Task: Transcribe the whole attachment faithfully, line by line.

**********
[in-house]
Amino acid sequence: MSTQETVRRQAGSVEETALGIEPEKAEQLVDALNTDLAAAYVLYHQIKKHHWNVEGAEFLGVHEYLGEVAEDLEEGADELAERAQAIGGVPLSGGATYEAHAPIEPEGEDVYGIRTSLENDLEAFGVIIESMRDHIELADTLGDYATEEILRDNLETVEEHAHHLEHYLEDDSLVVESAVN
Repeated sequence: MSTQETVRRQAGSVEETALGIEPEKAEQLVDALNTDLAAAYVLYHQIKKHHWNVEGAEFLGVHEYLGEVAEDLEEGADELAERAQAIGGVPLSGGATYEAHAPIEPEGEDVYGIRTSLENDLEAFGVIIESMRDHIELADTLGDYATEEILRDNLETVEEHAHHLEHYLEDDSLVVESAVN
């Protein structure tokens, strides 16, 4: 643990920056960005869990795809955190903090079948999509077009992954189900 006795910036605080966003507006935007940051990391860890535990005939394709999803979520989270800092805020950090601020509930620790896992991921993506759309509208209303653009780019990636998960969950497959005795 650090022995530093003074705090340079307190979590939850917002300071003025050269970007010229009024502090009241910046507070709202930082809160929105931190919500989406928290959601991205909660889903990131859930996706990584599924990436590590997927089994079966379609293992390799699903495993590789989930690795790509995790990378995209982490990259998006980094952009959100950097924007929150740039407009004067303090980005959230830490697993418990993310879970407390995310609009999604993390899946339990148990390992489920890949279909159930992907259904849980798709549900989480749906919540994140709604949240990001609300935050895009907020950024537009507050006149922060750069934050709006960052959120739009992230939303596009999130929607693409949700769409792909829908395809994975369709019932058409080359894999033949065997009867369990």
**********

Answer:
[in-house]
Amino acid sequence: MSTQETVRRQAGSVEETALGIEPEKAEQLVDALNTDLAAAYVLYHQIKKHHWNVEGAEFLGVHEYLGEVAEDLEEGADELAERAQAIGGVPLSGGATYEAHAPIEPEGEDVYGIRTSLENDLEAFGVIIESMRDHIELADTLGDYATEEILRDNLETVEEHAHHLEHYLEDDSLVVESAVN
Repeated sequence: MSTQETVRRQAGSVEETALGIEPEKAEQLVDALNTDLAAAYVLYHQIKKHHWNVEGAEFLGVHEYLGEVAEDLEEGADELAERAQAIGGVPLSGGATYEAHAPIEPEGEDVYGIRTSLENDLEAFGVIIESMRDHIELADTLGDYATEEILRDNLETVEEHAHHLEHYLEDDSLVVESAVN
């Protein structure tokens, strides 16, 4: 643990920056960005869990795809955190903090079948999509077009992954189900 006795910036605080966003507006935007940051990391860890535990005939394709999803979520989270800092805020950090601020509930620790896992991921993506759309509208209303653009780019990636998960969950497959005795 650090022995530093003074705090340079307190979590939850917002300071003025050269970007010229009024502090009241910046507070709202930082809160929105931190919500989406928290959601991205909660889903990131859930996706990584599924990436590590997927089994079966379609293992390799699903495993590789989930690795790509995790990378995209982490990259998006980094952009959100950097924007929150740039407009004067303090980005959230830490697993418990993310879970407390995310609009999604993390899946339990148990390992489920890949279909159930992907259904849980798709549900989480749906919540994140709604949240990001609300935050895009907020950024537009507050006149922060750069934050709006960052959120739009992230939303596009999130929607693409949700769409792909829908395809994975369709019932058409080359894999033949065997009867369990």